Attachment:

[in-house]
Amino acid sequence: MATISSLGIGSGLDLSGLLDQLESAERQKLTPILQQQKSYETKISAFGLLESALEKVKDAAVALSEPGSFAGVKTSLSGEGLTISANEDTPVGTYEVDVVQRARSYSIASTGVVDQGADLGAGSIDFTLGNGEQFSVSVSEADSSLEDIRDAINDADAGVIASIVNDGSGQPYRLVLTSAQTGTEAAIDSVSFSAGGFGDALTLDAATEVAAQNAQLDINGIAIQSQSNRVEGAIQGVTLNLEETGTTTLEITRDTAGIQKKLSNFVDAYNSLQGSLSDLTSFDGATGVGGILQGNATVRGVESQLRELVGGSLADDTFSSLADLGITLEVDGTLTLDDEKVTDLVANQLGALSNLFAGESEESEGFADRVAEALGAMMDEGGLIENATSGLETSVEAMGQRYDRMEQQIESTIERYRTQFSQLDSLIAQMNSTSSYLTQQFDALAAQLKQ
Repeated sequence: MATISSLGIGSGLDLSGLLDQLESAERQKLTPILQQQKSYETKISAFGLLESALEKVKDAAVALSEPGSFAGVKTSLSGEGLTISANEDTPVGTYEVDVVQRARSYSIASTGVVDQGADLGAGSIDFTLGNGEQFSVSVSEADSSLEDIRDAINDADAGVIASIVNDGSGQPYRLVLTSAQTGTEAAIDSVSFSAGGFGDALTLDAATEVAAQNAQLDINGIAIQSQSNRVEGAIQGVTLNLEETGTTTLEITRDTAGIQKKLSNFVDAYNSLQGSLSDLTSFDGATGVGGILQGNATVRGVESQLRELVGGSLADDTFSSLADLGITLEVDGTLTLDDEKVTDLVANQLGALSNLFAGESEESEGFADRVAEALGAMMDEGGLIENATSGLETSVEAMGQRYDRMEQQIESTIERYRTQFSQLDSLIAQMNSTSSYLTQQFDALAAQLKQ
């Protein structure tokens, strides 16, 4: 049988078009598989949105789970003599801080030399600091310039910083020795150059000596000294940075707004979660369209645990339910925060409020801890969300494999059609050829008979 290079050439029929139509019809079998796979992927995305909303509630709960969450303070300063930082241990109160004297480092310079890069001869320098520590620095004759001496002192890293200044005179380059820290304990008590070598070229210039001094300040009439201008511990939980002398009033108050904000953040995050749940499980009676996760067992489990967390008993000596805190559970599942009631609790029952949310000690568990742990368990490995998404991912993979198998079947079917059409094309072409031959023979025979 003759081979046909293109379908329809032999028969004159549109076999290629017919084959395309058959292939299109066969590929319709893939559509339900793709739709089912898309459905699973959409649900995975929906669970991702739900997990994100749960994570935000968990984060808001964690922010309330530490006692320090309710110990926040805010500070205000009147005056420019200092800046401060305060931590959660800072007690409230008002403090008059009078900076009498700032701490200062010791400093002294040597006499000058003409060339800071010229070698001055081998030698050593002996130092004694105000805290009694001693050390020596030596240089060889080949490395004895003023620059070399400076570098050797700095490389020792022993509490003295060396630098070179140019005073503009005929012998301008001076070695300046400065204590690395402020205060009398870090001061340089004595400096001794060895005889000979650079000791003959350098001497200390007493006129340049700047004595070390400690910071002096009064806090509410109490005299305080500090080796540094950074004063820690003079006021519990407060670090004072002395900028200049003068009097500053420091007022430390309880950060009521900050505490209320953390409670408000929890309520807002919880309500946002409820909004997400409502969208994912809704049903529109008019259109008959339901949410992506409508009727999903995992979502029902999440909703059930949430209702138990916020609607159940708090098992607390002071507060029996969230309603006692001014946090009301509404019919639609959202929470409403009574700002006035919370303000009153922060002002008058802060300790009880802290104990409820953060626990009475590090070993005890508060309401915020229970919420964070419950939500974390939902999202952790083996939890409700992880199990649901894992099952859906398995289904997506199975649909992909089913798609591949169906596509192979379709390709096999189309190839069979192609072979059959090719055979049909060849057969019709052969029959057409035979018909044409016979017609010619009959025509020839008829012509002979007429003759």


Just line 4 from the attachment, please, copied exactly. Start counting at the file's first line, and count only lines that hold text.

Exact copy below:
């Protein structure tokens, strides 16, 4: 049988078009598989949105789970003599801080030399600091310039910083020795150059000596000294940075707004979660369209645990339910925060409020801890969300494999059609050829008979 290079050439029929139509019809079998796979992927995305909303509630709960969450303070300063930082241990109160004297480092310079890069001869320098520590620095004759001496002192890293200044005179380059820290304990008590070598070229210039001094300040009439201008511990939980002398009033108050904000953040995050749940499980009676996760067992489990967390008993000596805190559970599942009631609790029952949310000690568990742990368990490995998404991912993979198998079947079917059409094309072409031959023979025979 003759081979046909293109379908329809032999028969004159549109076999290629017919084959395309058959292939299109066969590929319709893939559509339900793709739709089912898309459905699973959409649900995975929906669970991702739900997990994100749960994570935000968990984060808001964690922010309330530490006692320090309710110990926040805010500070205000009147005056420019200092800046401060305060931590959660800072007690409230008002403090008059009078900076009498700032701490200062010791400093002294040597006499000058003409060339800071010229070698001055081998030698050593002996130092004694105000805290009694001693050390020596030596240089060889080949490395004895003023620059070399400076570098050797700095490389020792022993509490003295060396630098070179140019005073503009005929012998301008001076070695300046400065204590690395402020205060009398870090001061340089004595400096001794060895005889000979650079000791003959350098001497200390007493006129340049700047004595070390400690910071002096009064806090509410109490005299305080500090080796540094950074004063820690003079006021519990407060670090004072002395900028200049003068009097500053420091007022430390309880950060009521900050505490209320953390409670408000929890309520807002919880309500946002409820909004997400409502969208994912809704049903529109008019259109008959339901949410992506409508009727999903995992979502029902999440909703059930949430209702138990916020609607159940708090098992607390002071507060029996969230309603006692001014946090009301509404019919639609959202929470409403009574700002006035919370303000009153922060002002008058802060300790009880802290104990409820953060626990009475590090070993005890508060309401915020229970919420964070419950939500974390939902999202952790083996939890409700992880199990649901894992099952859906398995289904997506199975649909992909089913798609591949169906596509192979379709390709096999189309190839069979192609072979059959090719055979049909060849057969019709052969029959057409035979018909044409016979017609010619009959025509020839008829012509002979007429003759």